- a wage freeze for the first two years of the agreement, and tiny raises after that.
- eliminating the ability of workers to use their seniority to bid for overtime, allowing criteria including speedup, discrimination and favoritism.
Justseeds was recently mentioned in a local article. Which is totally awesome press! However, I also want to avoid the possible interpretation of us as primarily competition for other local businesses, so I wanted to expand upon the conversation about small businesses in the struggling market.
You can read the original article
I love Tiny Showcase, and find what they do to be inspiring and vital to artists and people who love art. Justseeds has been selling prints online since 1998, but the print sales is a small part of what we do. However, more than anything else, I love and appreciate how vital Tiny Showcase, Justseeds, and every other up and coming artist run business is in bringing beautiful and thoughtful art into our lives. If there is currently an increase in artist run businesses, I see that as a success. We need to welcome and support all small artisan run businesses, and appreciate the diversity and uniqueness that every small business brings with them. There is also a lot of possibility for ways that small businesses can work together and support one another as well. Tiny Showcase and Justseeds can serve as an example for the way in which small businesses support each other rather than compete with each other. Last year, Peter Glantz worked with Black Cat Graphics to create two offset prints; 'Your Heart Is A Prism' and 'Change Your Relationship to Nature'. He had a signed, numbered, limited edition that was for sale first at Tiny Showcase (both prints sold out) and then after they sold out, an unsigned, unnumbered edition became available on the Justseeds website. This worked out beautifully. We do have some crossover of our audience (I for instance buy art from both Tiny Showcase and Justseeds), but also we do have our own unique audiences. Tiny Showcase has an audience of art collectors who appreciate special and small print runs, and Justseeds tends to accommodate more of the 'masses' seeking art from an explicitly social change perspective. We both are small organizations that are made up of artists, which serve artists and the people who need art, but I think it is a huge mistake to categorize our existence as competing with one another.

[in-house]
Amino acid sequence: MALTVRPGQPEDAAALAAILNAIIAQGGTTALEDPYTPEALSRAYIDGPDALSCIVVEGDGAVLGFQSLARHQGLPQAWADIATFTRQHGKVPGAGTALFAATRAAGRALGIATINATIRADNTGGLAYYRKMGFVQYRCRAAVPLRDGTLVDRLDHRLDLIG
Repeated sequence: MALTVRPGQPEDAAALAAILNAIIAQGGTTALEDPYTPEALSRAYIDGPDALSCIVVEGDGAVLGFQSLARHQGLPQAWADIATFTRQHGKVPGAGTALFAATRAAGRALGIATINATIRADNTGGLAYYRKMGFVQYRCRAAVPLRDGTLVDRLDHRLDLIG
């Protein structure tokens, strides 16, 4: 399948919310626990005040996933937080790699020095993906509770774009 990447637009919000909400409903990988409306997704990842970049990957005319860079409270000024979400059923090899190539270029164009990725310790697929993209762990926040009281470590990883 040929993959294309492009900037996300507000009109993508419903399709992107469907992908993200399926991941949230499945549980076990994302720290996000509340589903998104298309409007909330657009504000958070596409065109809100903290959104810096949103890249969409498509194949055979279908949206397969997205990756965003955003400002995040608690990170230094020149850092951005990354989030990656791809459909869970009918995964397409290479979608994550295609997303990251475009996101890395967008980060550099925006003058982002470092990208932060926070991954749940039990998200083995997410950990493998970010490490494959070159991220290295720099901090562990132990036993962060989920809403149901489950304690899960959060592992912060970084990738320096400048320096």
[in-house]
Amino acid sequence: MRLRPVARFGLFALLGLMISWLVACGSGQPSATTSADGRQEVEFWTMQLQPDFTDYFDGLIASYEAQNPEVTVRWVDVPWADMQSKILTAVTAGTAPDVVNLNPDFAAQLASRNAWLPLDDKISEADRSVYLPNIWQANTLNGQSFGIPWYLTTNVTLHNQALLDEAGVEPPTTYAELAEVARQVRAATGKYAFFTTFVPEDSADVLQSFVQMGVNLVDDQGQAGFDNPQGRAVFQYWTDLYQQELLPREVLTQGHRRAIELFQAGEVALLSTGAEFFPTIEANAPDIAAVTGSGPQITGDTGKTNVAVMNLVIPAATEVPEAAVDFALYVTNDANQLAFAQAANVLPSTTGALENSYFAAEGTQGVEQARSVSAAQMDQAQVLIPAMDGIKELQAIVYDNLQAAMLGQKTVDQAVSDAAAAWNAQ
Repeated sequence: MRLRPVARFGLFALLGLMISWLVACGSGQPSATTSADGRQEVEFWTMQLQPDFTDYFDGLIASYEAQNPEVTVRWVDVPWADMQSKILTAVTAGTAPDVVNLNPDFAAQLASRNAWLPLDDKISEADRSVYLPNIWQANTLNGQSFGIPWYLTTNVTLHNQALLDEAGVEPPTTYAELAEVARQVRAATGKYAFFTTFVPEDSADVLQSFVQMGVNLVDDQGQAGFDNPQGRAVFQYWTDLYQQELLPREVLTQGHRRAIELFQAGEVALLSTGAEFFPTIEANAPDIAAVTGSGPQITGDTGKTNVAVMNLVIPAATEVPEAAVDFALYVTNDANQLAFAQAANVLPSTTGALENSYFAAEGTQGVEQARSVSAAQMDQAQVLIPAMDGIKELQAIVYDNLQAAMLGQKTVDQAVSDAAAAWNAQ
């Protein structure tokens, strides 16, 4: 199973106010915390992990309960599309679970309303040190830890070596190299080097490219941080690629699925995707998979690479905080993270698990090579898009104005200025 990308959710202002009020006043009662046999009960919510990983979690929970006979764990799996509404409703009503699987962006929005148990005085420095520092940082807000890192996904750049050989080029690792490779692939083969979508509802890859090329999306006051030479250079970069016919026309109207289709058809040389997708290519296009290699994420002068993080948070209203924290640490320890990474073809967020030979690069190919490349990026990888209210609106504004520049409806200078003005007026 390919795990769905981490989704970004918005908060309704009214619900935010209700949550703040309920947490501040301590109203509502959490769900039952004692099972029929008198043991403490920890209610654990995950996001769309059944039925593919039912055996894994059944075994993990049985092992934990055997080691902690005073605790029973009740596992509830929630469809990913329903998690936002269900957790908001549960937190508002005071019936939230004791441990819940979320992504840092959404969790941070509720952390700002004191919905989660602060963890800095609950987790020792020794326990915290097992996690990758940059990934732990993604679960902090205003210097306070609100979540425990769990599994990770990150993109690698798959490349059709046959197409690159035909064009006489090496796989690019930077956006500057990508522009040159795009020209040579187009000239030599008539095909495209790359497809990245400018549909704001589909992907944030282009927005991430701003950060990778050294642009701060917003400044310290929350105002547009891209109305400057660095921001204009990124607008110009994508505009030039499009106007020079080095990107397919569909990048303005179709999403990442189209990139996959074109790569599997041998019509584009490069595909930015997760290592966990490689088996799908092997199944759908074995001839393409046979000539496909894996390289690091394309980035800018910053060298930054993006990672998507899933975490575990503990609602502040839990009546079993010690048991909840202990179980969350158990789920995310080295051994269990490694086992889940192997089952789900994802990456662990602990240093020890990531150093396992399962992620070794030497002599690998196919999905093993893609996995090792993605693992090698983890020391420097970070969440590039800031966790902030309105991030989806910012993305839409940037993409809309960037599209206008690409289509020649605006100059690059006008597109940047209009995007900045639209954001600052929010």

More about Tiny Showcase HERE.
Magic Lantern Cinema Presents: The Dancing for Dara Show TONIGHT!
Here's a couple of images in solidarity with the people of Michigan that were forwarded to us by Kathleen Judge:
Checking Militarism - Public broadcaster giving airtime to war
I just completed this illustration for an article in The Dominion newspaper. For those or you unfamiliar it is a great monthly paper published by a network of independent journalists in Canada since May 2003. It is a project of Canada's first media cooperative. The piece is a look at the role of sports and militarism, in particular the role of right wing hockey commentator Don Cherry. He is the host of Coaches Corner which airs during the first intermission of Hockey Night in Canada. Exploiting the nations obsession with hockey he is constantly proselytizing Canada's involvement in the war in Afghanistan. He is a brash, bombastic, tackily dressed neo con loved and loathed across the country.
Friday, March 25th , 6-9 pm
THEM by Dave Loewenstein
An installation of cut-paper tableaus that follow Drones, Nimbys, and Frame-up Specialists as they try to rid their back yards, business districts, and border towns of Them.
at the Invisible Hand
upstairs at 801 1/2 Massachusetts, Lawrence, KS
Here's the final installment of the Peter Kropotkin book cover series, 19 covers this week, 69 total over the 5 week series. Although what initially drew me to doing these post about Kropotkin was a focus on the all the different representations of his beards, he is actually an interesting subject for this kind of visual inquiry, as his writing has been published by hundreds of publishers in dozens of languages for more than 100 years. I'm sure these 69 books are merely the tip of the iceberg, and some additional research could really illuminate how Kropotkin was represented in different geographies in different time periods, and how those representations related to the design conventions of the day. But that is a project for a different day.
Today I'm going to go through the last of these covers, starting with another one of Kropotkin's popular books, Memoirs of a Revolutionist. I like the 1962 Anchor pocketbook edition to the left for a couple different reasons. First, the simple sans serif text and the almost tourist-like photo of pre-Soviet Russian arabesque architecture are unassuming, it takes a minute to see that the building is actually completely dwarfing the people, and that it would take some serious revolutionary zeal to face off with the power of the Russian Czar and Church, a power literaly inscribed into the landscape. Second, the downplaying of the "Revolutionist" in the title is hard to imagine on a cover made today. This book would be published not by Doubleday or a any major publishing house, but a niche political publisher like AK or PM, who would likely feel the need to play up both Kropotkin as an important individual and his anarchist credentials in order to appeal to their audiences.